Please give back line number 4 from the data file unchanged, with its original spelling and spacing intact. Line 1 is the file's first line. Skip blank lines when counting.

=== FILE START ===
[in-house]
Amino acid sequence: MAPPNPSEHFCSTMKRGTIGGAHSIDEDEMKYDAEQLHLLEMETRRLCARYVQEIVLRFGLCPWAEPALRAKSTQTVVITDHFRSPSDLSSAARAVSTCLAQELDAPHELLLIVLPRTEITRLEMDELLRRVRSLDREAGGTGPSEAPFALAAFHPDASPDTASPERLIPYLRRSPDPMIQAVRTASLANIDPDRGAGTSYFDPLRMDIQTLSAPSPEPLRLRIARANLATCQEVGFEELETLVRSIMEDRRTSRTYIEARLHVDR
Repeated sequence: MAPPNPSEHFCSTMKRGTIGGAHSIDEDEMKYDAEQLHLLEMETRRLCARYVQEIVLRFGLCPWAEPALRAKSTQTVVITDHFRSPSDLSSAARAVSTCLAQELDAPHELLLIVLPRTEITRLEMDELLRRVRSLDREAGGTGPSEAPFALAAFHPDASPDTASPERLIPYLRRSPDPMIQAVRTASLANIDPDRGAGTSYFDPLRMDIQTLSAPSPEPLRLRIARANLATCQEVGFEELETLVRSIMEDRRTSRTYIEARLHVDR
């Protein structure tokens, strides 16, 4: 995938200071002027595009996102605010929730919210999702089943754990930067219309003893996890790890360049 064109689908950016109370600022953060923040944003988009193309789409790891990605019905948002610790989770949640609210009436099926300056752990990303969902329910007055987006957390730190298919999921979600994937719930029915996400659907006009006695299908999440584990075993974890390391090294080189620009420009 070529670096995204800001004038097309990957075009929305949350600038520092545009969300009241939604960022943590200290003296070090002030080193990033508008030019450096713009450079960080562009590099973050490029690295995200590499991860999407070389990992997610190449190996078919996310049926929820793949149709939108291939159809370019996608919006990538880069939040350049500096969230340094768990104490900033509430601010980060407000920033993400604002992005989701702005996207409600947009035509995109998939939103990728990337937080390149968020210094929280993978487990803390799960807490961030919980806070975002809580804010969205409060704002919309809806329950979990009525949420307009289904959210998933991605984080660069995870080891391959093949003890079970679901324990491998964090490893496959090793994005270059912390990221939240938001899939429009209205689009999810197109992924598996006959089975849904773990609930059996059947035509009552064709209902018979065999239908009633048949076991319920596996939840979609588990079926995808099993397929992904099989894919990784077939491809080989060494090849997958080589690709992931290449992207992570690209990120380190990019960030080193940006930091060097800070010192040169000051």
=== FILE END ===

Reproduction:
């Protein structure tokens, strides 16, 4: 995938200071002027595009996102605010929730919210999702089943754990930067219309003893996890790890360049 064109689908950016109370600022953060923040944003988009193309789409790891990605019905948002610790989770949640609210009436099926300056752990990303969902329910007055987006957390730190298919999921979600994937719930029915996400659907006009006695299908999440584990075993974890390391090294080189620009420009 070529670096995204800001004038097309990957075009929305949350600038520092545009969300009241939604960022943590200290003296070090002030080193990033508008030019450096713009450079960080562009590099973050490029690295995200590499991860999407070389990992997610190449190996078919996310049926929820793949149709939108291939159809370019996608919006990538880069939040350049500096969230340094768990104490900033509430601010980060407000920033993400604002992005989701702005996207409600947009035509995109998939939103990728990337937080390149968020210094929280993978487990803390799960807490961030919980806070975002809580804010969205409060704002919309809806329950979990009525949420307009289904959210998933991605984080660069995870080891391959093949003890079970679901324990491998964090490893496959090793994005270059912390990221939240938001899939429009209205689009999810197109992924598996006959089975849904773990609930059996059947035509009552064709209902018979065999239908009633048949076991319920596996939840979609588990079926995808099993397929992904099989894919990784077939491809080989060494090849997958080589690709992931290449992207992570690209990120380190990019960030080193940006930091060097800070010192040169000051």